Tag: Marian Hossa

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Who’s going to win the Stanley Cup? Here are PHT’s picks…


Not to brag, but half of PHT staffers correctly predicted the Los Angeles Kings would win the Stanley Cup last season. We’re back to try again in 2014-15. Feel free to add your picks below. Also, don’t forget to suggest we have no idea what we’re talking about. Like last year when all those people ripped two of us for picking the Rangers to make the Final.

Jason Brough: Tampa Bay Lightning over St. Louis Blues

The first thing that any Cup winner needs is great players. Analysis! (But seriously, sometimes people forget this.) Well, the Lightning have three players who have shown they can be elite at their respective positions. Steven Stamkos is, obviously, one of the best in the game. But there’s also Victor Hedman, who finished ninth in Norris Trophy voting last season, and Ben Bishop, who finished third in the Vezina Trophy race. Other things to really like about Tampa Bay: a deep defense, a strong contingent of contributing youngsters, a handful of experienced vets, and a good coach. Maybe I’m getting sucked in by a trendy pick and I should just play it safe with Chicago or L.A. But that’s boring, and this group that Steve Yzerman has assembled gets my nod.

Mike Halford: Pittsburgh Penguins over Los Angeles Kings

You guys remember what happened the last time Pittsburgh changed coaches, right? Granted, the switch from Michel Therrien to Dan Bylsma happened during the season rather than over the summer, but the fact still remains — there’s a new face behind the Pittsburgh bench, and that’s probably a good thing. There’s no denying the Pens got stale and frustrated under Bylsma, and it’s wise of Mike Johnston to preach (for now, anyway) that they should be enjoying themselves, rather than suffocate under the pressure of expectations. And hey, this is still a pretty good team. Pittsburgh has the NHL’s best player (Sidney Crosby), the best one-two center combo in the league (assuming Evgeni Malkin’s healthy), its best bottom-six forward depth in years and gifted puck-movers on defense in Kris Letang, Christian Ehrhoff and Paul Martin — guys that can get pucks onto the forwards’ sticks. Too many people are sleeping on the Pens.

James O’Brien: Chicago Blackhawks over Montreal Canadiens

It’s easy to imagine the Blackhawks and Los Angeles Kings playing hot potato with the Stanley Cup for ages, yet with just one more season of Patrick Kane and Jonathan Toews being paid below market value, the clock may be ticking on Chicago’s staggering depth. Luckily, they still have the 2014-15 season to flaunt their almost unfair array of talent, and guys like Brandon Saad (and maybe eventually Teuvo Teravainen?) seem primed for great things. Oh yeah, it doesn’t hurt to employ Brad Richards when he has a) plenty to prove and b) money to earn. Meanwhile, out East, Montreal is positioned to take a big step forward after an often-promising 2013 postseason run. P.K. Subban and Carey Price are up there with any one-two punch, Alex Galchenyuk seems ready to leap and P.A. Parenteau bolsters a forward group that suddenly looks pretty deep.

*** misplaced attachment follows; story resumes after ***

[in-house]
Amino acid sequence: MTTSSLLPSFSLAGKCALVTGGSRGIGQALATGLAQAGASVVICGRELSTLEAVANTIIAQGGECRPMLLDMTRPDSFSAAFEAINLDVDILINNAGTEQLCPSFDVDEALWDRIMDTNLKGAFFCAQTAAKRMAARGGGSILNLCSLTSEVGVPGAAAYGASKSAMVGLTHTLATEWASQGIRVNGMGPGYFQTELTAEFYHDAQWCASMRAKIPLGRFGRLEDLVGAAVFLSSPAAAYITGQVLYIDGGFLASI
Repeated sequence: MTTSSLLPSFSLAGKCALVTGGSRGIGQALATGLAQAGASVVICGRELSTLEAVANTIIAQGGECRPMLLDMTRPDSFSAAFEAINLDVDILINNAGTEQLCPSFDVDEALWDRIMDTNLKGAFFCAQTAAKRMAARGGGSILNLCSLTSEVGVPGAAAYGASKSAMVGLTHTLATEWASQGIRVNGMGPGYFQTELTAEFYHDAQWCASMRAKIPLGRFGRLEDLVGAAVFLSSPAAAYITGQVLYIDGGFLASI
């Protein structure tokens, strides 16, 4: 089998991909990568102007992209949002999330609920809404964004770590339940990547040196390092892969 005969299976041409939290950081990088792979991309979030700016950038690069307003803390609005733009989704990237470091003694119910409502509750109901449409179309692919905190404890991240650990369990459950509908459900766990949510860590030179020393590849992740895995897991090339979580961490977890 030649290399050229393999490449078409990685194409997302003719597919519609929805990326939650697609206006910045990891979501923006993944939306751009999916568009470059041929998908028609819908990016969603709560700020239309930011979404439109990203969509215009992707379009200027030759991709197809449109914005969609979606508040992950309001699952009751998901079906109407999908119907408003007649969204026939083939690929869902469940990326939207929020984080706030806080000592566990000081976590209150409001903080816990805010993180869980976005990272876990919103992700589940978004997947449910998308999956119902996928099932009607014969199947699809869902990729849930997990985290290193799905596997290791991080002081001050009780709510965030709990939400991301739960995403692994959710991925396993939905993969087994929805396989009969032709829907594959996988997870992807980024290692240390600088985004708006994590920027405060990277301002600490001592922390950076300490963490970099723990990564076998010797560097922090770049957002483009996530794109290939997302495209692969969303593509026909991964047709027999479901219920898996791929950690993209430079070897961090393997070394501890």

Ryan Dadoun: St. Louis Blues over Boston Bruins

I (incorrectly) picked the Blues to win the Stanley Cup last season, and I’m sticking with that prediction for 2014-15. There’s no shortage of worthy contenders, but what makes me gravitate towards St. Louis is its elite defense and offensive depth. The big X-factor is Brian Elliott. In the past, when he was hot, he was one of the best goalies in the league. It’s just that, when he was cold, he was unworthy of a roster spot. But he’s been a superb backup in St. Louis, and at the age of 29, perhaps he can become more consistent as the number one goaltender. As for the Bruins, they have an elite netminder and a balanced offense. Zdeno Chara isn’t getting any younger, but he’s still a force, and they’ve got some great young defensemen that seem capable of taking the torch.

Cam Tucker: Chicago Blackhawks over Pittsburgh Penguins

Preface this by saying my prediction will almost certainly be wrong. But let’s get on with it anyway… The Chicago Blackhawks were one goal away from reaching last season’s Stanley Cup Final and their core group of players still includes Jonathan Toews, Patrick Kane, Marian Hossa and Duncan Keith. So they do have the top-end talent, and I’m not overly worried about their goaltending with Corey Crawford. I still think that in a very difficult Western Conference, this team will remain at or near the top, and when the playoffs conclude, they’ll be back atop the NHL like they were two years ago. The Penguins should’ve knocked off the New York Rangers last year and didn’t. It’s a gamble with them this season. They have a new coach in Mike Johnston and Marc-Andre Fleury has struggled at times in the postseason. But if Sidney Crosby and Evgeni Malkin are at their best, the Penguins should still be a force in the East.